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Old 03-27-2009, 10:44 AM   #1
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What would be the best way to strengthen my 4x4 deck posts?


I have a PT wood deck with 4x4 posts that run from foundation to top of railing. Unfortunately the contractor "let in" a 2x12 beam into the side of all the 4x4's which reduced the actual width to 2" (3.5" -1.5"). This 2" is responsible for resisting the lateral movement of any pressure placed on the rail. Needless to say...its wobbly. Does anyone have any suggestions to strengthen the post without having to scab another member to the outside of the 4x4?

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Old 03-27-2009, 11:04 AM   #2
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What would be the best way to strengthen my 4x4 deck posts?


That's a pretty standard way of building a deck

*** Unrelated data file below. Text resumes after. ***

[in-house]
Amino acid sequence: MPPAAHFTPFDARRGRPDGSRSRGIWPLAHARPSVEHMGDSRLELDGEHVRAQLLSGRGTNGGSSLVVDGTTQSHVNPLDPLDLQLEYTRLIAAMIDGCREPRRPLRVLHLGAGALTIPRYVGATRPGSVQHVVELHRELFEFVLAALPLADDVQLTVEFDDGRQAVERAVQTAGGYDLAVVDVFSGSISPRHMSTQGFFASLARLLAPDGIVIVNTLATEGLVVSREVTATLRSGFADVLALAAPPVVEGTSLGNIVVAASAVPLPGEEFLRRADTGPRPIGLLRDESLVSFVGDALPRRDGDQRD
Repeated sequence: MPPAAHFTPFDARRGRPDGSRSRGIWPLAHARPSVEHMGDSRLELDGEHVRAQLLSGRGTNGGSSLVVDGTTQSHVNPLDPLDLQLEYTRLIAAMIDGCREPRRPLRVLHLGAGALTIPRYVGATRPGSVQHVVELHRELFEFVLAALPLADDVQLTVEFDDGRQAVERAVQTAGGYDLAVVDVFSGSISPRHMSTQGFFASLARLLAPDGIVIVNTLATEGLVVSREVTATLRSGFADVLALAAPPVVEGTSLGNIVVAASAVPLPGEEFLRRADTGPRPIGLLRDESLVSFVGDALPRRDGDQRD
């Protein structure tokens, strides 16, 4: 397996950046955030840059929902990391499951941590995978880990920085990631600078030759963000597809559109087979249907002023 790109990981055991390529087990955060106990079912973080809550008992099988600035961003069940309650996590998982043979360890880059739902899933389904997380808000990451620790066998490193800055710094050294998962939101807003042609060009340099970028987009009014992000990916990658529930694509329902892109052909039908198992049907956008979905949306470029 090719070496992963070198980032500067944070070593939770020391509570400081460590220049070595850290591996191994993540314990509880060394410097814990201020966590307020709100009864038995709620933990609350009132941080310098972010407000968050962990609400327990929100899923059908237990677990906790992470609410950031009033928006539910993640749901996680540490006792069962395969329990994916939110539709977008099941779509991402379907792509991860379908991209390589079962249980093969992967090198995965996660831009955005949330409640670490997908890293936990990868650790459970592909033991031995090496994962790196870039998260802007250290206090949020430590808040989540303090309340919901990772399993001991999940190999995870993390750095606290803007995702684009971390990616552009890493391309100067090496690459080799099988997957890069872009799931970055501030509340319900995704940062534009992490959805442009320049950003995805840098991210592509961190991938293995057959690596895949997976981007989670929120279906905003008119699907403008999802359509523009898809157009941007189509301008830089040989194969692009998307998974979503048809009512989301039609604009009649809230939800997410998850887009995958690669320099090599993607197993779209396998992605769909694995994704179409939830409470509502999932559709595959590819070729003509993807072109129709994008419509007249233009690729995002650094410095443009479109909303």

I have thru bolts holding mine together - very tight
How is every thing held together?

Metal brackets may be an option to strengthen & tighten everything up. My posts have wrap around metal brackets which are then bolted to the 2x12 deck "fascia" board

I had to go back around & re-tighten the year after I built my deck
Wood does shrink - so that may be the problem

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Old 03-27-2009, 11:18 AM   #3
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What would be the best way to strengthen my 4x4 deck posts?


Everything is nailed.

4x4 has 2x12 notched in with another 2x12 fascia. there is a 2x2 stop holding the 2x joists rather than joist hangers. there is also a 2x4 scabbed to the front of the 4x4 that "supports" the facia.
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Old 03-27-2009, 11:24 AM   #4
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What would be the best way to strengthen my 4x4 deck posts?


Nails won't do it long term
I have thru bolts & lag bolts that hold everything together
I don't have any pics

The 2x2 stop should work for support, I like joist hangers
The joist hangers help hold everything together
I also went 12" on center instead of 16" - I wanted the deck as strong as possible

I think if you put some lag bolts or thru bolts in that would teighten everything up
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Old 03-27-2009, 11:39 AM   #5
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What would be the best way to strengthen my 4x4 deck posts?